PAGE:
Notable Salomon models
The Speedcross is Salomon’s original and best selling trail running shoe, and the company has just unveiled its sixth edition. The Sense Ride 4 is a less grippy road to trail shoe, and the S-Lab selection features top of the range trail running shoes for those at the top of their game.
Inov-8, Scott and La Sportiva also make a wide range of trail and road running shoes at similar prices, apart from La Sportiva, which is slightly cheaper.
Best running shoe brands for wide feet
Many runners crave a wider toe box, and there are two brands out there dedicated to serving this need for runners – Altra and Topo. Altra shoes are all zero drop, which may not suit every runner (especially those used to more of a 10mm drop like traditional road running trainers). Topo, however, answers the call with a small range of zero or 5mm drop road and trail running shoes with a visibly different footshape around the toes. For many runners it’s a breath of fresh air to slide their foot inside a Topo shoe and feel that their little toe isn’t squashed painfully against the others. The shoes are great for trail,s with less support and good ground-feel so the foot can respond naturally and quickly to the uneven terrain below.
Notable Topo models
The Mtn Racer 2 is a fantastic 5mm drop trail running shoe for those with wide feet, as is its 5mm drop sister the Cyclone road shoe. The Magnifly 4 is a zero drop road shoe, which you must transition to slowly if you’re not used to the lack of stack under your heel.
Altra is the only other dedicated wide-foot brand but every single shoe is zero drop from heel to toe which many not suit some runners. Lems (USA) makes dedicated wide-fit lifestyle, hiking, and one or two running shoes. Otherwise, Inov-8, Brooks, La Sportiva, Asics, On Running and Saucony do make some models of shoe relatively wide-fitting.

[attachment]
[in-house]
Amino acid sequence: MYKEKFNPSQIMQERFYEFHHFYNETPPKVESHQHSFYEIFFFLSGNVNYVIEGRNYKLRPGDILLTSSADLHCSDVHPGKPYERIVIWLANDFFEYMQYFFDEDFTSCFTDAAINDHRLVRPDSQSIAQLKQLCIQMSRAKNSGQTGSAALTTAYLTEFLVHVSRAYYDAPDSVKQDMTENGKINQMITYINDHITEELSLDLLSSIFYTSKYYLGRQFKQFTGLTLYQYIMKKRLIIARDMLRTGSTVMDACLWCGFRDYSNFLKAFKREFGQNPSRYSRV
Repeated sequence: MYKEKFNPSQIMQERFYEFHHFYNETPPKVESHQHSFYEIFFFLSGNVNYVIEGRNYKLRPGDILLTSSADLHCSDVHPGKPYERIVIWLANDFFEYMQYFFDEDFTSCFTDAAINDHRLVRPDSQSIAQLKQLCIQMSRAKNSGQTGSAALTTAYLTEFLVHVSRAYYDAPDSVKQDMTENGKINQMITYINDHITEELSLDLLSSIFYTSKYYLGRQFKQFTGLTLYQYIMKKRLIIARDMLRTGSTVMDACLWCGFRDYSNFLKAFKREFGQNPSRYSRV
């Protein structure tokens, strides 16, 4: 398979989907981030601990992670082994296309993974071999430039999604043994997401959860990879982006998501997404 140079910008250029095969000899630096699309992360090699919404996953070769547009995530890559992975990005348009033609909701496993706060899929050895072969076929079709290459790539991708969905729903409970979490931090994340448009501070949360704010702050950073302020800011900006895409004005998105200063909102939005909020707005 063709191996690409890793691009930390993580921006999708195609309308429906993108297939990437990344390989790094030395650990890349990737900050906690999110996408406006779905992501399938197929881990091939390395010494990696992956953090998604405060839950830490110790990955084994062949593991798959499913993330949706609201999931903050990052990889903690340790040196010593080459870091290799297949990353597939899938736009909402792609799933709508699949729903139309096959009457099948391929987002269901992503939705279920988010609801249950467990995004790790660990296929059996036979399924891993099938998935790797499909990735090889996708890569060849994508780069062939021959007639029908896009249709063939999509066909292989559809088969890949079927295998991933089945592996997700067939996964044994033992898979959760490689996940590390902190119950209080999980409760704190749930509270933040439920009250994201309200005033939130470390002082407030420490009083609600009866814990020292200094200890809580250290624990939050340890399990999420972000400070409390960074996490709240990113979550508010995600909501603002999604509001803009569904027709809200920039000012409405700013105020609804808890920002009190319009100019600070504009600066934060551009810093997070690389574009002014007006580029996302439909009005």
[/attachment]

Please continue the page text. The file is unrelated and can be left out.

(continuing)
As mentioned above, Altra is the only other running brand specifically catering to the needs of wide-toed runners. They make trail, road and lifestyle shoes with a wider toe box that allows the foot to spready out more naturally with a straight big toe, decreasing the risk of bunions, hammertoes and plantar fasciitis. Altra’s underfoot padding ranges from 21mm to 33mm but every single shoe is also zero drop which they say “Encourages better running technique and promotes proper form to reduce impact by three to five times”.
Drop is the height difference between the heel and toe and Zero Drop is therefore the heel at the same distance from the ground as the forefoot. It does seem odd that we slap a higher cushion under our heel in a regular pair of trainers when we’re designed to walk and run with our whole foot flat to the ground. However, if you’ve been heeled for the most-part of your life your body will be used to running with the heel at a different angle, so do be sure to transition very gradually (we’re talking 1-2 years) to zero drop shoes to avoid straining or injury to your Achilles and calf muscles.
Notable Altra models
The Altra Timp 4 is a hugely popular trail running shoe with ample cushioning, while the less cushioned Lone Peak 6 comes in an extra wide version and boasts more aggressive grip. The Escalante Racer is their best road running shoe.
Topo is the only other dedicated wide-toe-box brand and Lems make dedicated wide-fit lifestyle, hiking and running shoes. Some models from Inov-8, Brooks, Merrell La Sportiva, Asics, On Running and Saucony are also nice and roomy in the toe box.
- Best trail running socks: for conquering the trails
The co-founder and former editor of Trail Running magazine, Claire now runs the YouTube channel Wild Ginger Running, creating films packed with trail- and ultra-running content. An award-winning journalist, writing for outdoor and adventure sports magazines and websites, her first book The Ultimate Guide to Trail Running 5k to 50k is out in January 2021. Claire also speaks and presents at events and races.
All the latest inspiration, tips and guides to help you plan your next Advnture!
Thank you for signing up to Advnture. You will receive a verification email shortly.
There was a problem. Please refresh the page and try again.